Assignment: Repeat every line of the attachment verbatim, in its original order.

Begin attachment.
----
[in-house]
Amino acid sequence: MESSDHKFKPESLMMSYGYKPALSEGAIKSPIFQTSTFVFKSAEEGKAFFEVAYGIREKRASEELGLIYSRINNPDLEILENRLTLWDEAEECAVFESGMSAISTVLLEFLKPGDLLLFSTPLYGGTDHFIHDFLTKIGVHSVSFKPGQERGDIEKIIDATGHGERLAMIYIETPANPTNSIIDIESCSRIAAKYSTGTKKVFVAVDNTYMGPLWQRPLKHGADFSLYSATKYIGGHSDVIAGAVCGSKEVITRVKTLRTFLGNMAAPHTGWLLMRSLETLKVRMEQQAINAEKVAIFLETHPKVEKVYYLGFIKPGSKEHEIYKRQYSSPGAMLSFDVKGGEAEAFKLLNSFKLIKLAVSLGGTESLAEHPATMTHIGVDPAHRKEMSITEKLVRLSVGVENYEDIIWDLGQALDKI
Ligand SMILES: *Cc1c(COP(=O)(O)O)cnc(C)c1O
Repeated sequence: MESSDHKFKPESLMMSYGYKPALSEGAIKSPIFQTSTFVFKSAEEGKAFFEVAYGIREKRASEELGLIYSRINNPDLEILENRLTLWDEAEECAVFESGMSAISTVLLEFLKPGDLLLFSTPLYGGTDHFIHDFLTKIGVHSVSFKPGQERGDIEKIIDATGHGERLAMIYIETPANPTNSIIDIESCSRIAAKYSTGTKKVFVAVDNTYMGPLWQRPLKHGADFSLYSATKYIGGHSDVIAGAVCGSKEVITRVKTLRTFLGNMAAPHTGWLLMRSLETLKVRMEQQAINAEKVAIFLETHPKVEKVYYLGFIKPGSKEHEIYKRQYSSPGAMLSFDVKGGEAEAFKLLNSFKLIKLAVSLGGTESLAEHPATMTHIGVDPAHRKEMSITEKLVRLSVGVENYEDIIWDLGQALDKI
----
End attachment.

[in-house]
Amino acid sequence: MESSDHKFKPESLMMSYGYKPALSEGAIKSPIFQTSTFVFKSAEEGKAFFEVAYGIREKRASEELGLIYSRINNPDLEILENRLTLWDEAEECAVFESGMSAISTVLLEFLKPGDLLLFSTPLYGGTDHFIHDFLTKIGVHSVSFKPGQERGDIEKIIDATGHGERLAMIYIETPANPTNSIIDIESCSRIAAKYSTGTKKVFVAVDNTYMGPLWQRPLKHGADFSLYSATKYIGGHSDVIAGAVCGSKEVITRVKTLRTFLGNMAAPHTGWLLMRSLETLKVRMEQQAINAEKVAIFLETHPKVEKVYYLGFIKPGSKEHEIYKRQYSSPGAMLSFDVKGGEAEAFKLLNSFKLIKLAVSLGGTESLAEHPATMTHIGVDPAHRKEMSITEKLVRLSVGVENYEDIIWDLGQALDKI
Ligand SMILES: *Cc1c(COP(=O)(O)O)cnc(C)c1O
Repeated sequence: MESSDHKFKPESLMMSYGYKPALSEGAIKSPIFQTSTFVFKSAEEGKAFFEVAYGIREKRASEELGLIYSRINNPDLEILENRLTLWDEAEECAVFESGMSAISTVLLEFLKPGDLLLFSTPLYGGTDHFIHDFLTKIGVHSVSFKPGQERGDIEKIIDATGHGERLAMIYIETPANPTNSIIDIESCSRIAAKYSTGTKKVFVAVDNTYMGPLWQRPLKHGADFSLYSATKYIGGHSDVIAGAVCGSKEVITRVKTLRTFLGNMAAPHTGWLLMRSLETLKVRMEQQAINAEKVAIFLETHPKVEKVYYLGFIKPGSKEHEIYKRQYSSPGAMLSFDVKGGEAEAFKLLNSFKLIKLAVSLGGTESLAEHPATMTHIGVDPAHRKEMSITEKLVRLSVGVENYEDIIWDLGQALDKI